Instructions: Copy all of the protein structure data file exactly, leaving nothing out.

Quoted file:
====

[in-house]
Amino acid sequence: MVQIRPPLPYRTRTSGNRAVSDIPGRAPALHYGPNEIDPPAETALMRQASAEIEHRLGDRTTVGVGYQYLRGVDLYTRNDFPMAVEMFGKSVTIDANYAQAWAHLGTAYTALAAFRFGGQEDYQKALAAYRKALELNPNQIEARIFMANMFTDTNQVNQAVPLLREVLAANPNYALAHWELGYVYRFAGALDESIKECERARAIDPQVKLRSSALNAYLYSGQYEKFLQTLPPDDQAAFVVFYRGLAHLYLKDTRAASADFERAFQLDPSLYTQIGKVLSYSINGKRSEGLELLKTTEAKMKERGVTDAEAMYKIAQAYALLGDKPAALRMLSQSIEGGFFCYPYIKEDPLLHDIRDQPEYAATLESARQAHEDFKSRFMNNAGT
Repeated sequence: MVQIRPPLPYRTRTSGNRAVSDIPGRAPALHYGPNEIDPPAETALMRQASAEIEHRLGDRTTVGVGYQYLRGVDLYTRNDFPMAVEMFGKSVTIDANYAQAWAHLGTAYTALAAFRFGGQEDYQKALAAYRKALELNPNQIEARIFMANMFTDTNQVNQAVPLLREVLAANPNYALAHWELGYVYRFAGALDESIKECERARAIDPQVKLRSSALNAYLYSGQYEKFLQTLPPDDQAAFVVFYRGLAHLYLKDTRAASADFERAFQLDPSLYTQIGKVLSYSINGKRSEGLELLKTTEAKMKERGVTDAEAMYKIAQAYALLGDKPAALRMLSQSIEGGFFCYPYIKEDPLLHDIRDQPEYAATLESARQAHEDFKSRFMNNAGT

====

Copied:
[in-house]
Amino acid sequence: MVQIRPPLPYRTRTSGNRAVSDIPGRAPALHYGPNEIDPPAETALMRQASAEIEHRLGDRTTVGVGYQYLRGVDLYTRNDFPMAVEMFGKSVTIDANYAQAWAHLGTAYTALAAFRFGGQEDYQKALAAYRKALELNPNQIEARIFMANMFTDTNQVNQAVPLLREVLAANPNYALAHWELGYVYRFAGALDESIKECERARAIDPQVKLRSSALNAYLYSGQYEKFLQTLPPDDQAAFVVFYRGLAHLYLKDTRAASADFERAFQLDPSLYTQIGKVLSYSINGKRSEGLELLKTTEAKMKERGVTDAEAMYKIAQAYALLGDKPAALRMLSQSIEGGFFCYPYIKEDPLLHDIRDQPEYAATLESARQAHEDFKSRFMNNAGT
Repeated sequence: MVQIRPPLPYRTRTSGNRAVSDIPGRAPALHYGPNEIDPPAETALMRQASAEIEHRLGDRTTVGVGYQYLRGVDLYTRNDFPMAVEMFGKSVTIDANYAQAWAHLGTAYTALAAFRFGGQEDYQKALAAYRKALELNPNQIEARIFMANMFTDTNQVNQAVPLLREVLAANPNYALAHWELGYVYRFAGALDESIKECERARAIDPQVKLRSSALNAYLYSGQYEKFLQTLPPDDQAAFVVFYRGLAHLYLKDTRAASADFERAFQLDPSLYTQIGKVLSYSINGKRSEGLELLKTTEAKMKERGVTDAEAMYKIAQAYALLGDKPAALRMLSQSIEGGFFCYPYIKEDPLLHDIRDQPEYAATLESARQAHEDFKSRFMNNAGT